DETROIT >> Some say free agents didn’t see the Detroit Red Wings as a good destination because of their former coach, Mike Babcock.
Wings general manager Ken Holland disagrees.
“I don’t put any stock into that,” Holland said. “I just think a year ago … we targeted so few people. If you look at our team, we’d like to think we drafted well. A year ago we wanted a right-hand shot defenseman which there was two or three people.”
The first offseason after Babcock left Detroit for the Toronto Maple Leafs and became the highest paid NHL coach ($50 million over eight years) in the process, the Wings landed that right-handed shooting defenseman – Mike Green – and a two-time Stanley Cup champ – Brad Richards.
“I think everybody wants to play manager and come up with reasons why things don’t happen,” said Holland, who hired Jeff Blashill once Babcock decided to go elsewhere. “I just think there are 30 teams in the game, and the salary cap has made it almost a level playing field.
“We saw (on July 1) a bunch of different teams were getting players they wanted, it’s just the nature (of things),” Holland added. “Some summers you’re going to hit, some summers you’re not going to hit. The important thing is to draft and develop and continue to have a steady flow.”
Last season, the Wings struck out on blue liner Dan Boyle, their top priority, and Matt Niskanen, who both chose to sign with other teams within the Eastern Conference.
Boyle signed a two-year deal with the New York Rangers for $9 million instead of a better deal Detroit had on the table, three years at $12.5 million.
Boyle, who’ll turn 39 Sunday, was first being offered a two-year deal at around $11 million total.
Niskanen informed the Wings a couple hours into free agency that they were not on the list of teams he was considering to go to and finally chose the Washington Capitals, getting a seven-year deal worth $40.25 million.
Detroit was in the ballpark with its offer, seven years at $42 million, for the now 28-year old defenseman.
Then the second tier of right-handed defensemen began getting deals done with other teams – Tom Gilbert (two-year deal with Montreal worth $5.6 million), Stephane Robidas (three-year deal with Toronto worth $9 million) and Anton Stralman (five-year deal with Tampa Bay worth $22.5 million).
Christian Ehrhoff was the head-scratcher, signing a one-year deal worth $4 million with the Pittsburgh Penguins. Detroit was told by Ehrhoff’s agent that he was seeking a five-year deal at roughly $5 million a season.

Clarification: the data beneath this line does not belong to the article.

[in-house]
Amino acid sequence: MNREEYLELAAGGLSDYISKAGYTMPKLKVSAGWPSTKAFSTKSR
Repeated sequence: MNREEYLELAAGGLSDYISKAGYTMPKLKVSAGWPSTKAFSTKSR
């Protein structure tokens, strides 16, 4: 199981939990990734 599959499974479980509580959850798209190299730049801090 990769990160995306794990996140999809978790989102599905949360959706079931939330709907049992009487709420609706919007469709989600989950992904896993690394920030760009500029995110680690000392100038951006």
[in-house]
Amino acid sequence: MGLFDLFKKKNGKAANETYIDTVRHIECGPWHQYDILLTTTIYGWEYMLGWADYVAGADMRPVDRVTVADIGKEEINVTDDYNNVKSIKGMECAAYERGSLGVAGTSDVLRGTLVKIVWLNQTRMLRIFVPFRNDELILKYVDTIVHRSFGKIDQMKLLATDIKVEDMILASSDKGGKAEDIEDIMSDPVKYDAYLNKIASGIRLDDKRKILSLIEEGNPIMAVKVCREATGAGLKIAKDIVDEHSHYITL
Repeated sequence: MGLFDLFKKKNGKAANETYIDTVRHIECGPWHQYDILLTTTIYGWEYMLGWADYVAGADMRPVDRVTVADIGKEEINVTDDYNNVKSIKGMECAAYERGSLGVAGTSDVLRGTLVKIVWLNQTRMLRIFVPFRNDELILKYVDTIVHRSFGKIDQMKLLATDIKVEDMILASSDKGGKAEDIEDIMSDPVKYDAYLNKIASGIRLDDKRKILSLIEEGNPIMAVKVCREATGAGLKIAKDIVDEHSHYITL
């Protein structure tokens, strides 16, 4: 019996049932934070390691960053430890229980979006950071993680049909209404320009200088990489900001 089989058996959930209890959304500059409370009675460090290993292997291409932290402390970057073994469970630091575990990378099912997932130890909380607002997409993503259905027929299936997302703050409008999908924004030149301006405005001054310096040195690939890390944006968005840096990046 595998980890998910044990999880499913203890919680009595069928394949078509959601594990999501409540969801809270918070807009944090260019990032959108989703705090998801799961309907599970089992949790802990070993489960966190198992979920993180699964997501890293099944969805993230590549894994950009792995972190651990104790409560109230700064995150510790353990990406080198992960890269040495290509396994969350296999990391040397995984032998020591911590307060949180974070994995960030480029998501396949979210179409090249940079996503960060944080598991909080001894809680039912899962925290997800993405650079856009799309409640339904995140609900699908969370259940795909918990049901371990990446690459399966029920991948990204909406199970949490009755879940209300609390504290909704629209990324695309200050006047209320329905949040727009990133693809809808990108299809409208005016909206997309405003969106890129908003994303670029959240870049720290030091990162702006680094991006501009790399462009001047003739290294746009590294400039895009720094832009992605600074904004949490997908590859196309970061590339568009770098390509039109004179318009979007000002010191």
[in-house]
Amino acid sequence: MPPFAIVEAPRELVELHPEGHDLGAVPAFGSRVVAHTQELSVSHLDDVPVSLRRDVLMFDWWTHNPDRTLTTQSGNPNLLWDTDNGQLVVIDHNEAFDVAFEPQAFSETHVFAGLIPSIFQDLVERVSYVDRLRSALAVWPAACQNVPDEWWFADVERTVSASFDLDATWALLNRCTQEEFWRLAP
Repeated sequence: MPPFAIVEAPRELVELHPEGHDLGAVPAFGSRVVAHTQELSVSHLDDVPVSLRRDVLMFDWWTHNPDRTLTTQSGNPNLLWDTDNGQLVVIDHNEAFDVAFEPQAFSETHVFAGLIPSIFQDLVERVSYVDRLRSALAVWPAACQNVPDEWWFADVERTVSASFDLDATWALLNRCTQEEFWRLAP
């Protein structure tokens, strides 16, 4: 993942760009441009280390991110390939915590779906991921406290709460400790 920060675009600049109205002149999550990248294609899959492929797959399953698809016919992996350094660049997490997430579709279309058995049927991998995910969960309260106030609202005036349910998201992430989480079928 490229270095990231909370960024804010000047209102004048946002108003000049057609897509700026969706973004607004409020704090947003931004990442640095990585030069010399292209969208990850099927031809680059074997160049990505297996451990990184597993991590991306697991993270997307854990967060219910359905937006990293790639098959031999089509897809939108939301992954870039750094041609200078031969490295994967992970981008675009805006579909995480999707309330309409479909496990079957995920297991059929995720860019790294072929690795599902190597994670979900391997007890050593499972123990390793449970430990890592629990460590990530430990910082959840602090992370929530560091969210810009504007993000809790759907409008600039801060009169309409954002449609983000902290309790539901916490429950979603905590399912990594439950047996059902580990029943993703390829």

The Wings were never given a second chance by Ehrhoff, who was bought out of the final seven years of a 10-year deal with Buffalo, to better the Penguins’ offer.
“When you’ve got 29 other teams in the mix and there’s two or three (players) the odds of every team hitting (aren’t good),” Holland said. “The summer before, we wanted a second-line center so we got Stephen Weiss and we got Daniel Alfredsson.
“Unfortunately Stephen Weiss didn’t turn out the way we hoped,” Holland continued. “Certainly Daniel Alfredsson with what he accomplished in his career had some options and chose to come to Detroit.”
Also under Babcock’s watch, they got Brian Rafalski (2007) and Marian Hossa (2008).
“At the trade deadline we tried to make some moves, with the second-round pick for (Erik) Cole and the third-round pick for (Marek) Zidlicky, we thought we had a chance to go on a playoff run, thought they were two great additions,” Holland said. “You wake up at the start of the playoffs and (Justin) Abdelkader’s got a broken finger and Cole is out with his back. Game 7, Zidlicky has a concussion and (Niklas) Kronwall is suspended.
“We’ve got to keep at it, we think we’re close, we think we’re in the thick of things, we think the moves we made are going to make us a little deeper, a little better and at the same time the experience we’ve gone through in the Boston series and the Tampa Bay series for the players on the team that are 25 or younger – (Gustav) Nyquist, (Tomas) Tatar, (Riley) Sheahan, (Luke) Glendening, (Danny) DeKeyser and now (Petr) Mrazek – that they’re going to be a little more prepared for the upcoming season. I think it’s such a fine, fine line. There are so many teams in the game, some years you’re going to get your guys and some years you’re not.”